• Save the Date for NCMR 2013!

    January 31, 2012

    Internet censorship. Massive media mergers. Attacks on public and independent media. Not to mention all that slanted, horse race-style election coverage that does nothing to inform or inspire.

  • A Push for Privacy in the Wake of the Carrier IQ Controversy

    January 31, 2012

    Remember Carrier IQ, the company that makes the secret spying software that’s installed on more than 140 million phones? You know, the software that can record our most sensitive personal data?

    Cellphone companies including AT&T, Sprint and T-Mobile use Carrier IQ to track what smartphone users are doing on their phones, but it’s unclear what data is being tracked and what is being done with that information. While both these companies and Carrier IQ claim they want our most sensitive information only to diagnose hardware and software problems, the public — and some members of Congress — still have questions about what, exactly, this powerful software can do.

  • Oakland Becomes the Epicenter for Journalist Arrests

    January 30, 2012

    While most of the attention surrounding journalist arrests at Occupy protests has focused on New York City, where more than 20 journalists have been detained, it looks like Oakland will be giving the Big Apple a run for its money. On Jan. 28, Oakland police detained six journalists during mass arrests of Occupy protesters. This comes just weeks after Oakland police apprehended another journalist who, in a video of the arrest, appeared to be obeying orders to disperse.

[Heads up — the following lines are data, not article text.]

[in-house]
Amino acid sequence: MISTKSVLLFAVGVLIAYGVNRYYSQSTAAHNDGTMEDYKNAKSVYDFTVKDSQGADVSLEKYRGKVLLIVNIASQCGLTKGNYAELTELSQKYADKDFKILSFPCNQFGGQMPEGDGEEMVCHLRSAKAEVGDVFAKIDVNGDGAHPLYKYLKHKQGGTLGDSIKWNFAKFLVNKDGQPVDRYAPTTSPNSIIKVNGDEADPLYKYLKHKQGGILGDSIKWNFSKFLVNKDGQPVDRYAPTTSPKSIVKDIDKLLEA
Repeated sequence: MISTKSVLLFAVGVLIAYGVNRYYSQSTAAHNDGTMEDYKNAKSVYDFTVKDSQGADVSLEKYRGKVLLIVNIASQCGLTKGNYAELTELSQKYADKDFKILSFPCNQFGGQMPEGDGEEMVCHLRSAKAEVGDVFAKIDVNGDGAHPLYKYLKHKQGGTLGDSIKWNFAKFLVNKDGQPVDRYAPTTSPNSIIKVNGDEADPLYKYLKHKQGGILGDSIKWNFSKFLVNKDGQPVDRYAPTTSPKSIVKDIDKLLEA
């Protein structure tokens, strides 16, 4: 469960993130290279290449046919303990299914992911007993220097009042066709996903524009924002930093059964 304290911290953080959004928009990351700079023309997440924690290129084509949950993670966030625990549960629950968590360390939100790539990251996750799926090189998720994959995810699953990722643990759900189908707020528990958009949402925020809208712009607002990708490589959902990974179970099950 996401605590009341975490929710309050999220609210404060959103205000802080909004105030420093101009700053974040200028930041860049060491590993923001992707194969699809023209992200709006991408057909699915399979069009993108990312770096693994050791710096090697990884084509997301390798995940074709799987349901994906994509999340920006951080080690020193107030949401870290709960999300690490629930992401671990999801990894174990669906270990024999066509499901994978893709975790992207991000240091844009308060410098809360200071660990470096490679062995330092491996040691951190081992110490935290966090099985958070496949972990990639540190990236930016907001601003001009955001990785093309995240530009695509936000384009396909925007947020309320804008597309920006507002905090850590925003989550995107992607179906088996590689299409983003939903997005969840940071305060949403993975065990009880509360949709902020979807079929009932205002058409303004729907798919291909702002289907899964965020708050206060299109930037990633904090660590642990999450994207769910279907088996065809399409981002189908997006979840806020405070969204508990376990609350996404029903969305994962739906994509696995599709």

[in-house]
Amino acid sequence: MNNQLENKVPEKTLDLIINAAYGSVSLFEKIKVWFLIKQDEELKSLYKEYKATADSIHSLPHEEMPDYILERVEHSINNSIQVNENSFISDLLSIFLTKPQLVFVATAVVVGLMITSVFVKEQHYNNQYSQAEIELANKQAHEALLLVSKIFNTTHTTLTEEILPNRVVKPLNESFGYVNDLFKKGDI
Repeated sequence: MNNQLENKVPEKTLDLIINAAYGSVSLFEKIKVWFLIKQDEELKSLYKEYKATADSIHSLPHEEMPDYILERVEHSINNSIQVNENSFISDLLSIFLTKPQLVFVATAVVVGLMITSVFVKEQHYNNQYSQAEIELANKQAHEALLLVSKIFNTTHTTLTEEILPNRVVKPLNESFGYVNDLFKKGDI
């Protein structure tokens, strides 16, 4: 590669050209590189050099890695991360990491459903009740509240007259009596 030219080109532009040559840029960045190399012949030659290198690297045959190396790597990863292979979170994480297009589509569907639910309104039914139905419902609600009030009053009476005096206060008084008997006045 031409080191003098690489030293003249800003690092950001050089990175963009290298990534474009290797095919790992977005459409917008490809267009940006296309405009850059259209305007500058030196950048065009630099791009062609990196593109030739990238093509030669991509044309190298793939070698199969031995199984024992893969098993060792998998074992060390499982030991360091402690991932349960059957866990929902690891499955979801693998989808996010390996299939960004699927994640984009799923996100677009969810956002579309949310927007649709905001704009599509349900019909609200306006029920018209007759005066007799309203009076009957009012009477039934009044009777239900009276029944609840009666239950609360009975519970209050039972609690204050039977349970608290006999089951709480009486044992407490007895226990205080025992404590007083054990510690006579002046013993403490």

• Adding It Up: Press Freedom, Democratic Health and Public Media Funding

    January 26, 2012

    This week Reporters Without Borders released its 2011–2012 Press Freedom Index, and much of the attention has focused on the fact that the United States dropped 27 places to 47th in the world, thanks in large part to the journalist arrests at Occupy Wall Street events. For a nation that has built its model of governance on freedom of the press, that ranking should be a wake-up call, and should spark a national debate about how we are going to defend the First Amendment in the digital age.

    On its own, the study from Reporters Without Borders is a powerful snapshot of press freedom around the world. However, it’s worth cross-referencing the report’s findings with a few other data points to better understand how the United States stacks up, and why this ranking is so important. When the lists below are viewed side by side, it becomes clear that press freedom correlates directly with other measures of democratic health.

  • Democracy Under Threat

    January 26, 2012

    The Supreme Court’s Citizens United decision has already picked a winner in the 2012 elections: TV broadcasters.

    Companies like CBS Corp., News Corp. and Sinclair Broadcast Group are already dividing the spoils of an election year that will see unprecedented spending on political ads.

  • After Journalist Arrests, U.S. Plummets in Global Press Freedom Rankings